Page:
November marks the one-year anniversary of our family moving into our brand-new farmhouse! And what a year it’s been! Today I’m looking back and talking a little bit about what I like best and least about living in the country, and the things I’ve learned since becoming a homesteader and fledgling farm-woman.
We are settling into the rhythm of November here on the farmstead. More than that, we’re settling into the rhythm of our second November here! An entire year is under our belts now, and it’s time for a whole new trip around the sun!
It’s also time for a bit of reflection, which I think is important to do on all anniversaries.
If you’re a long-time reader, you might remember a bit of the journey we took to get here. It hasn’t been as extreme as some — we didn’t have to move across the country and we aren’t out in the far reaches of the wilderness — but there was a lot of uncertainty and back-and-forth and doubt. Lots of doubt.
Our Journey from House to Homestead
Do you want to go back and read about the building of our farmhouse? Here are the links, from beginning to end!
In the end, it all came out right. I really believe that moving out here was the best thing for our family and I would do it again in a heartbeat. That said, not everything out here in the sticks is all rainbows and sunshine. Here are the things I like best about living on the farmstead, what I like least, and some lessons I’ve learned since becoming a homesteader!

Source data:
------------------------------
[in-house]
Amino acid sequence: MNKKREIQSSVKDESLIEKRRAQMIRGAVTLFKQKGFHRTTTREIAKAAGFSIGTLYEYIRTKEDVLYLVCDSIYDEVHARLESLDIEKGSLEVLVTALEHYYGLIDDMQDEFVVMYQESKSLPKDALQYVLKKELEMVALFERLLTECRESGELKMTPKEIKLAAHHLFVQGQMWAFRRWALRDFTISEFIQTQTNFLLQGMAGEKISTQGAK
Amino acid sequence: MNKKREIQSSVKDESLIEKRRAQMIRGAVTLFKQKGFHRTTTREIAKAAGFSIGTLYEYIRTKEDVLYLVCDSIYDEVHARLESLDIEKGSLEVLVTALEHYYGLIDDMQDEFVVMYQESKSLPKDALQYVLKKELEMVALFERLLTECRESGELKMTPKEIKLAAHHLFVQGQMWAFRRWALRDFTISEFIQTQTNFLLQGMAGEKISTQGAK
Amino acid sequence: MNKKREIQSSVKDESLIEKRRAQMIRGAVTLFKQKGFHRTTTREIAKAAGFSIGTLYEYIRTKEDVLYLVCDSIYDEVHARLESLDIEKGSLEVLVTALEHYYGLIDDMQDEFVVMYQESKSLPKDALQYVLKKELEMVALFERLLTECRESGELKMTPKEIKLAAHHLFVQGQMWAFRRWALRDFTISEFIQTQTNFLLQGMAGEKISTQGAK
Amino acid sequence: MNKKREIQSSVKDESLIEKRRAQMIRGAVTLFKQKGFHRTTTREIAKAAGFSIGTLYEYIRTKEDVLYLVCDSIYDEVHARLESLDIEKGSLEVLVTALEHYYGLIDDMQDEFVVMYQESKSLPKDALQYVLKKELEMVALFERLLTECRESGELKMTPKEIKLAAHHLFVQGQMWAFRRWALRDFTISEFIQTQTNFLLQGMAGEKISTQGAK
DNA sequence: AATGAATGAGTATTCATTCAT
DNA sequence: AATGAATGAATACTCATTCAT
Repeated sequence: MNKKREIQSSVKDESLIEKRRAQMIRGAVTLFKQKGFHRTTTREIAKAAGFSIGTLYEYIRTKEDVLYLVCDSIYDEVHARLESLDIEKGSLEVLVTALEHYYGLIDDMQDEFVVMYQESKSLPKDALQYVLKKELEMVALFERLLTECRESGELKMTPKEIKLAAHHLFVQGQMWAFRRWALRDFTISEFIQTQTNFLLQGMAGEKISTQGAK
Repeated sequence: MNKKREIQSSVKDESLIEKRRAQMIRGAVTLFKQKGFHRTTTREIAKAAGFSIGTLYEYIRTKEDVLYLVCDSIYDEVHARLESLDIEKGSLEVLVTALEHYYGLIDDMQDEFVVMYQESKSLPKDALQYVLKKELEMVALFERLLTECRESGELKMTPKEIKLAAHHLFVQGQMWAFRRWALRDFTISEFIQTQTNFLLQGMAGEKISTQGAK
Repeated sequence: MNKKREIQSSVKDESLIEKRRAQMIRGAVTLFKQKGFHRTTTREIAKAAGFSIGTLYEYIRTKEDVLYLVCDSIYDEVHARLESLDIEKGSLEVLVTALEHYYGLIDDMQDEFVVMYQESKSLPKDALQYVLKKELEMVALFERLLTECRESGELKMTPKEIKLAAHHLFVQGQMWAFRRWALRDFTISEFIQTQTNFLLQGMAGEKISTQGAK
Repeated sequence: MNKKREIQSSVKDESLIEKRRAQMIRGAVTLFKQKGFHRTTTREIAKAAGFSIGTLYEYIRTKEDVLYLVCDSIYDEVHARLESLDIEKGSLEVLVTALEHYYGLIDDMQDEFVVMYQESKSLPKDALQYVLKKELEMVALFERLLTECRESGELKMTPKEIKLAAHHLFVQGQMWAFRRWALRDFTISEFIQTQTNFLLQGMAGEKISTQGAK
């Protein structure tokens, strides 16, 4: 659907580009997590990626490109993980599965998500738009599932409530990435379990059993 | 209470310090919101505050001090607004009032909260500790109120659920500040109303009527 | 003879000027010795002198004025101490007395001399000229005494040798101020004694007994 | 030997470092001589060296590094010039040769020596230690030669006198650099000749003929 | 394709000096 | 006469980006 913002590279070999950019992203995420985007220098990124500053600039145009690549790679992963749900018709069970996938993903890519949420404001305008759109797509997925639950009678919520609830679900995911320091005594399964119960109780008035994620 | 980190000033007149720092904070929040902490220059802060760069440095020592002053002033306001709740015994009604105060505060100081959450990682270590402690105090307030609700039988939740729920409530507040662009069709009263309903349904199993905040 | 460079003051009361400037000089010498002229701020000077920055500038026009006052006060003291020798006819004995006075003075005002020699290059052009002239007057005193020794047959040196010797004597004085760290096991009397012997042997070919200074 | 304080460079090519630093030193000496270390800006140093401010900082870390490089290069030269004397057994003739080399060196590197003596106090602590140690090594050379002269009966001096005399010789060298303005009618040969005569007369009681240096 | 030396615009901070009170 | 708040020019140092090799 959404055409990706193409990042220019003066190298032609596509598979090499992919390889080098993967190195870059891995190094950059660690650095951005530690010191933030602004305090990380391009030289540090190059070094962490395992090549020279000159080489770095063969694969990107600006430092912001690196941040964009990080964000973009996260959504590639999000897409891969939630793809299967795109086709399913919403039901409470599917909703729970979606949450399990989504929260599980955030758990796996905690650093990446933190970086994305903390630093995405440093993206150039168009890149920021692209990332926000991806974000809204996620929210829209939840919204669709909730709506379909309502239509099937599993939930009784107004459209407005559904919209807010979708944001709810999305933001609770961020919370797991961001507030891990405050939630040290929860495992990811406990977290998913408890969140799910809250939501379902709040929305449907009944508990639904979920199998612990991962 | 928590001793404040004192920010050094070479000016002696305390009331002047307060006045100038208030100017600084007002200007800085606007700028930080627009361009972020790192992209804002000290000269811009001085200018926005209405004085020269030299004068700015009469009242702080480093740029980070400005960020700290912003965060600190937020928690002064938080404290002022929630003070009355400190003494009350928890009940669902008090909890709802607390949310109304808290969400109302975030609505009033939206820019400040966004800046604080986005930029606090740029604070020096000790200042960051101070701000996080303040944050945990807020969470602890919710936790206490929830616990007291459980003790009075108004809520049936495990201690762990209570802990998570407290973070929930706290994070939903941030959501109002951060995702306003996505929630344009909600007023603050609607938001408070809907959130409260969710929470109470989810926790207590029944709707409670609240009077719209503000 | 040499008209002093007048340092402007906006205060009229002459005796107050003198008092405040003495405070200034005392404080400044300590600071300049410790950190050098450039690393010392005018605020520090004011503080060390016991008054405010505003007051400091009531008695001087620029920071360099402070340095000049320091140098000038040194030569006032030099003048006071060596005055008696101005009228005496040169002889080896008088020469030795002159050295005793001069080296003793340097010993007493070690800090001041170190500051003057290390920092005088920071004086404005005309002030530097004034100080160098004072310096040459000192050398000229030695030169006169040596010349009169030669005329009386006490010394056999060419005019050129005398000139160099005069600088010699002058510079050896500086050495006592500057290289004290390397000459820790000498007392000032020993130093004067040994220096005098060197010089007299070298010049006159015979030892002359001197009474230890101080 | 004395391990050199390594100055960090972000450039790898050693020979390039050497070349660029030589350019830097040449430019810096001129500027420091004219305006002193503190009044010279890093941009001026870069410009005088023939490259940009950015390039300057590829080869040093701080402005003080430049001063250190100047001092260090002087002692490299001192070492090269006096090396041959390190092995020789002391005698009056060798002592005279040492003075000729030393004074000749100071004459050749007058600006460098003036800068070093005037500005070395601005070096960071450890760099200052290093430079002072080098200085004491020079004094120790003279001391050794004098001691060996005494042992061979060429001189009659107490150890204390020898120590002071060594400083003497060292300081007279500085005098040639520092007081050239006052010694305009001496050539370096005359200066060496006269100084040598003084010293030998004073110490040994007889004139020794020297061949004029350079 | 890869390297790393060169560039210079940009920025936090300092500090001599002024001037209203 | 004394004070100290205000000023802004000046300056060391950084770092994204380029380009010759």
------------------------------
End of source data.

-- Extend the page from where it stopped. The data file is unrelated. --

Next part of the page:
What I like Best About Being on the Farmstead
First things first, I LOVE our house! It’s cozy and warm and not too big or too small. It’s just right.
It’s incredible to think that not that long ago instead of our cozy little home, the building that sat here was a 125-year-old year old, 3,000-square-foot farmhouse that was one of the first houses built in the area. The wood to build it was old growth timber, and it was floated down the river to reach this hillside. That channel of the river isn’t even there anymore — it’s cow pasture now!
I hated burning down that farmhouse. Hated it. However, renovating it turned out to not be an option (based on the advice of three different contractors), and we couldn’t build anywhere else on the property with the original house still standing. We ended up deconstructing and salvaging a lot of the wood from the house before the burn down, and Jasper and I came to terms with the fact that it was the property we loved more than anything. So in the end, the decision has sat well with us.
Other things I love include: